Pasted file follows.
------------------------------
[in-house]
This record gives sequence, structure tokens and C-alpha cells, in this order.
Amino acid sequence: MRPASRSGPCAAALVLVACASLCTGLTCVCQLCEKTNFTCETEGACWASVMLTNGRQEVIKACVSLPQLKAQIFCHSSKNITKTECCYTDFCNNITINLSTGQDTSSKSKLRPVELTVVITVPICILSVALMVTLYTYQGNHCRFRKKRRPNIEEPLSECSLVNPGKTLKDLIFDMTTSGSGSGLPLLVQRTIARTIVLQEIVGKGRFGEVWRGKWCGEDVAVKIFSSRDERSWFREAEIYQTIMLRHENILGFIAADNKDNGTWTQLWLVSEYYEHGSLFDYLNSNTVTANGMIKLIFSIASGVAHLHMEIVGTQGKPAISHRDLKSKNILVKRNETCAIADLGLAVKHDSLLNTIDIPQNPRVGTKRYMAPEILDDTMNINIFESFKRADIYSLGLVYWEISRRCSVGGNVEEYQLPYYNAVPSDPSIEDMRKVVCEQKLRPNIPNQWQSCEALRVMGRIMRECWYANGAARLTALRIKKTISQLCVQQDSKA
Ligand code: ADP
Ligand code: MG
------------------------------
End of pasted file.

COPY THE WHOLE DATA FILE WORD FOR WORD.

[in-house]
This record gives sequence, structure tokens and C-alpha cells, in this order.
Amino acid sequence: MRPASRSGPCAAALVLVACASLCTGLTCVCQLCEKTNFTCETEGACWASVMLTNGRQEVIKACVSLPQLKAQIFCHSSKNITKTECCYTDFCNNITINLSTGQDTSSKSKLRPVELTVVITVPICILSVALMVTLYTYQGNHCRFRKKRRPNIEEPLSECSLVNPGKTLKDLIFDMTTSGSGSGLPLLVQRTIARTIVLQEIVGKGRFGEVWRGKWCGEDVAVKIFSSRDERSWFREAEIYQTIMLRHENILGFIAADNKDNGTWTQLWLVSEYYEHGSLFDYLNSNTVTANGMIKLIFSIASGVAHLHMEIVGTQGKPAISHRDLKSKNILVKRNETCAIADLGLAVKHDSLLNTIDIPQNPRVGTKRYMAPEILDDTMNINIFESFKRADIYSLGLVYWEISRRCSVGGNVEEYQLPYYNAVPSDPSIEDMRKVVCEQKLRPNIPNQWQSCEALRVMGRIMRECWYANGAARLTALRIKKTISQLCVQQDSKA
Ligand code: ADP
Ligand code: MG